Another Consumer Reports, uh, report has been released, and as usual, this one is also likely to cause some division among the automotive faithful. In its latest ranking, Consumer Reports chooses the 10 cars that offer the most value — bang for your buck, as it were.
“We think that real value is not necessarily how much you spend but what you get for your money,” Consumer Reports says. “Vehicles that are reliable, perform well, and don’t cost much to own represent the best values. Overall, small cars and sedans provide the best bang for the buck.”
The following list of 10 cars represents the “best combination of performance, utility, and reliability for the money, considering all owner costs over a five-year period,” the publication explains. All models are presumably from the 2013 model year and are ranked by their value rating. You can read more about Consumer Reports’ value ratings here.
10. Subaru Impreza Premium
Subarus have proven to be reliable performers in numerous aspects, and a reasonable entry price of about $18,000, standard all-wheel drive, admirable fuel economy, and Subaru’s record of reliability put the Impreza at No. 10 on the list.
9. Honda Civic Hybrid
At $24,360 for a base model, the Honda (NYSE:HMC) Civic Hybrid is one of the most affordable hybrid cars available, though its fuel consumption rating of about 40 miles per gallon comes in lower than some of its competitors. This hurt its chances among the best-value cars, though it still placed in the top 10 in Consumer Reports’ testing.
8. Honda Civic EX
Like the Civic Hybrid, the more conventional Civic EX offers Honda’s strong record of reliability, commendable gas mileage, low maintenance costs, and low insurance costs to win the eighth spot on the list.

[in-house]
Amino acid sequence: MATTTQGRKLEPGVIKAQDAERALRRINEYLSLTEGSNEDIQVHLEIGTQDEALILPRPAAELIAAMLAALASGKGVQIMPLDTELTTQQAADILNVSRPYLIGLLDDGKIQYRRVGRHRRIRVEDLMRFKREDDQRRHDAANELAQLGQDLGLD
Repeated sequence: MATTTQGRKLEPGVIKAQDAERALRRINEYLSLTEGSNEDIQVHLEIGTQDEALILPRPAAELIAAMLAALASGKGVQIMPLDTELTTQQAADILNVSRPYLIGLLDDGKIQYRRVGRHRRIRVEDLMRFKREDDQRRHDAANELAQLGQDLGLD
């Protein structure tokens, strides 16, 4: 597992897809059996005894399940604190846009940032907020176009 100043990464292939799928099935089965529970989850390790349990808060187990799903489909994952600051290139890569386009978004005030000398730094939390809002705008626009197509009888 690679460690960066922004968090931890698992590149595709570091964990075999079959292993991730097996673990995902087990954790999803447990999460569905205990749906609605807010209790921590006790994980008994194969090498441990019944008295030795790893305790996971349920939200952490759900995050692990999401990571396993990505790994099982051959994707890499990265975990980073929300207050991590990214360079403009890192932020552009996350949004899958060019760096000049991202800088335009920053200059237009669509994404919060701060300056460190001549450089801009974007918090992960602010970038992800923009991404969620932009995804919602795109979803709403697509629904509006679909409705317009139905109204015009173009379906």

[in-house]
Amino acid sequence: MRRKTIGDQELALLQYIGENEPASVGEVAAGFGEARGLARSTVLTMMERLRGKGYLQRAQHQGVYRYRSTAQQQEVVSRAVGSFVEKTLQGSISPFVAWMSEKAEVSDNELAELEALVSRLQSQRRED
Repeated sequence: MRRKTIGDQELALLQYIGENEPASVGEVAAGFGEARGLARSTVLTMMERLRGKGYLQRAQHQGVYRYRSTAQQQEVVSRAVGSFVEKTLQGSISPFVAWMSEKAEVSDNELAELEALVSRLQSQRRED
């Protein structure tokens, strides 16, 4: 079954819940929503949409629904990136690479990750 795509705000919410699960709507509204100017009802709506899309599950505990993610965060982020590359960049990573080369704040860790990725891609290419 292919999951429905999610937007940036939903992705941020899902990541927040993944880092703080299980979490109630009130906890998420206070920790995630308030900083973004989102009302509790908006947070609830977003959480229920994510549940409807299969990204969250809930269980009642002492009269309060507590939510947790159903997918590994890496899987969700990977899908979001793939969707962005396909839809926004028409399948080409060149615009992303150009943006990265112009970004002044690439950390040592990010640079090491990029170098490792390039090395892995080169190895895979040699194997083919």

7. Volkswagen Golf TDI (manual)
Diesel is finding renewed demand in the U.S. as companies are finding ways to work around the federal emissions laws. The Volkswagen (VLKAY.PK) Golf TDI is one of the most popular models, and with fuel economy rated in the 30s to 40s (though many have claimed more), it’s not hard to see why. However, it’s a bit more expensive than the gasoline-powered Golf, pushing it back to seventh place.
6. Toyota Corolla LE Plus
Toyota’s (NYSE:TM) venerable Corolla has long been a favorite economy car, and the new model adds a bit more flair to what had become a rather stale vehicle. It’s reasonable base price — $18,700 — combined with exceptional fuel economy (42 miles per gallon on the highway), low maintenance costs, and so on put it in sixth place.
5. Volkswagen Golf (2.5)
The Volkswagen Golf — sans TDI — is about $6,000 less than its diesel sibling, though its fuel economy is noticeably less as well, with about 30 miles per gallon on the highway. However, Consumer Reports apparently feels that its a better value than the TDI version, albeit slightly, possibly because the fuel it uses is less expensive, and it costs significantly less when new.
4. Subaru Forester 2.5i Premium
Following the Impreza is Subaru’s capable Forester crossover, which boasts many of the same amenities as the Impreza but is largely more practical. It starts at $23,495 for the premium trim, manages 32 miles per gallon on the highway (24 in the city), and comes standard with all-wheel drive, 17-inch alloys, and that handy roof rack.
3. Scion xB
Toyota’s youth-targeted Scion xB rounds out the top three, as it offers a lot for a little: impressive cargo capacity for its size, a reasonable starting price (just shy of $18,000), and low maintenance and insurance costs. Moreover, Scion offers numerous options to allow buyers to make the car unique in several ways.
2. Honda Fit
Honda’s Fit ranks as the No. 2 best value for car buyers, as it — like the others — offers that ideal blend of practicality, affordability ($15,425 base price), dependability, fuel economy (29 combined miles per gallon), and so on.
1. Toyota Prius
The most value one can get from an automobile is through a Toyota Prius, according to Consumer Reports’ results. While many won’t ever give the Prius a second thought, the first-place vehicle make some sense: The Prius starts at less than $25,000, gets some of the best fuel economy in the business, and is fairly easy to maintain. Its lift-back design makes it an incredibly capable car, as well, so ec0-driven buyers can check just about every box on their criteria.
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